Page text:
The victim blaming is relentless. Fox News pundit Liz Trotta made the following statement:

I think they have actually discovered there is a difference between men and women. And the sexual abuse report says that there has been, since 2006, a 64% increase in violent sexual assaults. Now, what did they expect? (emphasis added) These people are in close contact, the whole airing of this issue has never been done by Congress, it’s strictly been a question of pressure from the feminists.

Her clarification is equally disturbing: she only wanted to let the world know she doesn’t think all men are rapists. She just thinks victims should keep their mouths shut.

In the case of Cioco vs. Rumsfeld, the defendants had filed their motion to dismiss on the grounds that “rape and sexual assault are ‘incident to service'”. In other words, it’s an occupational hazard. Expect it when you enlist. The judge concluded that “congressionally uninvited intrusion into military affairs by the judiciary is inappropriate.” Victims of Military Sexual Trauma (MST) have no recourse outside the normal military command structure. Attorneys for the victims filed an appeal in June.

There are victims lining up by the dozens to file lawsuits against the military for allowing, or even fostering an environment conducive to sexual assault and rape. In February, Rebecca Havrilla and sixteen other plaintiffs filed suit against Robert Gates and Donald Rumsfeld. In March, Rumsfeld, Gates, and Panetta (along with six other military officials) were named in a lawsuit filed by Ariana Klay and seven other women for tolerating a “staggering” number of sexual assaults at a prestigious marine base in Washington, DC. In April, Karley Leah Marquet and Anne Elisabeth Kendzior filed a lawsuit that “accuses two US military service academies, West Point and the Naval Academy, of systemically and repeatedly ignoring sexual harassment and rape, and failing to prosecute cadets and midshipmen who raped their fellow students.” On June 28, CNN reported that the United States Air Force had identified at least 31 victims of sexual assault, sexual misconduct, rape, or sexual harassment at Lackland Air Force Base in Texas. Air Force officials believe there are more victims, and are broadening their investigation.

Not all members of the military are sexual predators or rapists. But being in the military doesn’t automatically mean checking your dark side at the recruiting office’s door, either. It makes us uncomfortable, even angry to think we’ve had the wool pulled over our eyes by someone we admire, and our society is slowly waking up to the fact that people we consider heroes are just as capable of these kinds of heinous acts as the rest of the population. Unfortunately, that includes members of our armed forces.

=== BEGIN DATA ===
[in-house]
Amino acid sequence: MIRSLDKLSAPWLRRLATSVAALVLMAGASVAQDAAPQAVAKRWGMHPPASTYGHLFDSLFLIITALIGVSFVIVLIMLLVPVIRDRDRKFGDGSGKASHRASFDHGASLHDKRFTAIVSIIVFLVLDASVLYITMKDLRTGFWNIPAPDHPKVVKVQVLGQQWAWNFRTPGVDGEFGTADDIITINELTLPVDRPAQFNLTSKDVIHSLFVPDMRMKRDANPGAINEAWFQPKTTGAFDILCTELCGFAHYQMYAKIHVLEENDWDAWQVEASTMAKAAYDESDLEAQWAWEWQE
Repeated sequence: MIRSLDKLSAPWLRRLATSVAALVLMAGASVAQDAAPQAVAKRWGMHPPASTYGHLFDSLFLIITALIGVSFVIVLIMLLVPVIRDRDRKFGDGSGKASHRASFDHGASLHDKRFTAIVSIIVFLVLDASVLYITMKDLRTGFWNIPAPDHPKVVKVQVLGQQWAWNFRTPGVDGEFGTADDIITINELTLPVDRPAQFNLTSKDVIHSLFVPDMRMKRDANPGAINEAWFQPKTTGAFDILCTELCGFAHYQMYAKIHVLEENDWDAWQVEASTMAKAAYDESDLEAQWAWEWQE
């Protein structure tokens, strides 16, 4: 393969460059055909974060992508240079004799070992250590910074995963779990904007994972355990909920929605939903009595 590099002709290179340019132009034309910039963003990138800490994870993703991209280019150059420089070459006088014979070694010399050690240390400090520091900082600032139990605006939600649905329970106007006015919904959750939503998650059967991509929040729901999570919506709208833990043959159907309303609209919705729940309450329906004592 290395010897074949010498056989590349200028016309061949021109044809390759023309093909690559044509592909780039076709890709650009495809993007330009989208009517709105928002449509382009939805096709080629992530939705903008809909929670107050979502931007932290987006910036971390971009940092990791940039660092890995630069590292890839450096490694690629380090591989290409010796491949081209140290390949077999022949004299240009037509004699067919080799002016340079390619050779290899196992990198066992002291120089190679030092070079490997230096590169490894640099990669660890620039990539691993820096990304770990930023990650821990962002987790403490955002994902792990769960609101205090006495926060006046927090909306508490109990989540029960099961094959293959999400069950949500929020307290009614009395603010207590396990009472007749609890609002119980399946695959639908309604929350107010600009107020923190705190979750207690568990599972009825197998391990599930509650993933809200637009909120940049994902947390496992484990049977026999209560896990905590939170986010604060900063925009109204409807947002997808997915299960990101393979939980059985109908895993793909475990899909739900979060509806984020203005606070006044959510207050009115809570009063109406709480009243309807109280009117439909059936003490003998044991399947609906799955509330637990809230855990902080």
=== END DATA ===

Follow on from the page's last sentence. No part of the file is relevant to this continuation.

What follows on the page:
If you are a victim of sexual violence or rape in the military, here is a link to some resources for helplines, healing, and advocacy. As always, if you are in immediate danger, please call 911.

For more information on the film and the stories and government statistics included, please visit the Press Page, then click “Press Kit”.

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  • Outstanding post, Edee. Thank you for highlighting this disturbing trend occurring with far too much regularity in our military, along with the “blame the victim” mentality that seems to accompany these assaults.

    It is appalling what these women, whose only crimes is a desire to serve their country, have been treated so poorly by their command. Unbelievable.

    Again, thank you for this. It is one of those issues that does not receive enough attention, IMHO.

  • Thanks, Rabble Rouser! I do want to make it very clear that I have nothing but the utmost respect for our men and women in uniform, and this is in no way intended as an statement against every single man in the military. But it is what it is: a harsh reality that needs to be addressed and stopped.

  • Kathleen Wynne

    Edee,

    I’ve been outraged for a very long time at the total silence by the MSM and the military regarding the despicable treatment women in the military have to endure, besides putting their lives on the line for their country. This behavior has been going on for eons and has, like any wrongs perpetrated against women, is simply brushed under the rug and ignored by not only the military brass but our predominately male-run Congress.